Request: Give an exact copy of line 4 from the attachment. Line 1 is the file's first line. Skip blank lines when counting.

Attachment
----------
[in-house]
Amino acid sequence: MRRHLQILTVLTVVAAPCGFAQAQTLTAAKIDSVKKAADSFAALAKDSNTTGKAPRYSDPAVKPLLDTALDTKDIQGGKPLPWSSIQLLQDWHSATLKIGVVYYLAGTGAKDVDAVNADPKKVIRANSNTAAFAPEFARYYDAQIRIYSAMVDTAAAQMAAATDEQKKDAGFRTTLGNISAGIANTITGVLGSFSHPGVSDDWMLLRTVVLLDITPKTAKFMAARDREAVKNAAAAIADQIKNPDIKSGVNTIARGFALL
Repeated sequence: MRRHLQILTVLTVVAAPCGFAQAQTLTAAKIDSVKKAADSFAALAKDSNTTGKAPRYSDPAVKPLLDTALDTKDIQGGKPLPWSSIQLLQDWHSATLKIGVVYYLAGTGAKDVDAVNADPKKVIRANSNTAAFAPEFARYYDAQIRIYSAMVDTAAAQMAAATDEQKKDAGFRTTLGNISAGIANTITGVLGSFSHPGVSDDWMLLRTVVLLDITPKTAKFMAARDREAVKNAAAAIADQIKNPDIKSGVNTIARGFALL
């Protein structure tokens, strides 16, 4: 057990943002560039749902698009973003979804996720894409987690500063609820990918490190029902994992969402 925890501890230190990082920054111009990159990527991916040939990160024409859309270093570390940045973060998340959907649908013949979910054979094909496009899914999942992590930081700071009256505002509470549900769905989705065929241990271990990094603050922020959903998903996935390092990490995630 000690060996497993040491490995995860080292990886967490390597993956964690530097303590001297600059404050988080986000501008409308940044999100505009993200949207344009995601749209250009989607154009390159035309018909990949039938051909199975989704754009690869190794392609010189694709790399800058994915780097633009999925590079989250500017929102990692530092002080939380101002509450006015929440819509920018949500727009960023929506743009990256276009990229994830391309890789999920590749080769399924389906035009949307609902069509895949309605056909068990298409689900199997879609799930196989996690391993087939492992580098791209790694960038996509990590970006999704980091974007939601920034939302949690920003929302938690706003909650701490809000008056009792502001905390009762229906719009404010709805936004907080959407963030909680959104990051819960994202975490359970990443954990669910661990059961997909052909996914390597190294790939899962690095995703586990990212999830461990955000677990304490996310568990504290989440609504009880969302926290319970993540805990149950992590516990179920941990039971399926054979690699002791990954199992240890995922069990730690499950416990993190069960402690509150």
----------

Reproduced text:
């Protein structure tokens, strides 16, 4: 057990943002560039749902698009973003979804996720894409987690500063609820990918490190029902994992969402 925890501890230190990082920054111009990159990527991916040939990160024409859309270093570390940045973060998340959907649908013949979910054979094909496009899914999942992590930081700071009256505002509470549900769905989705065929241990271990990094603050922020959903998903996935390092990490995630 000690060996497993040491490995995860080292990886967490390597993956964690530097303590001297600059404050988080986000501008409308940044999100505009993200949207344009995601749209250009989607154009390159035309018909990949039938051909199975989704754009690869190794392609010189694709790399800058994915780097633009999925590079989250500017929102990692530092002080939380101002509450006015929440819509920018949500727009960023929506743009990256276009990229994830391309890789999920590749080769399924389906035009949307609902069509895949309605056909068990298409689900199997879609799930196989996690391993087939492992580098791209790694960038996509990590970006999704980091974007939601920034939302949690920003929302938690706003909650701490809000008056009792502001905390009762229906719009404010709805936004907080959407963030909680959104990051819960994202975490359970990443954990669910661990059961997909052909996914390597190294790939899962690095995703586990990212999830461990955000677990304490996310568990504290989440609504009880969302926290319970993540805990149950992590516990179920941990039971399926054979690699002791990954199992240890995922069990730690499950416990993190069960402690509150």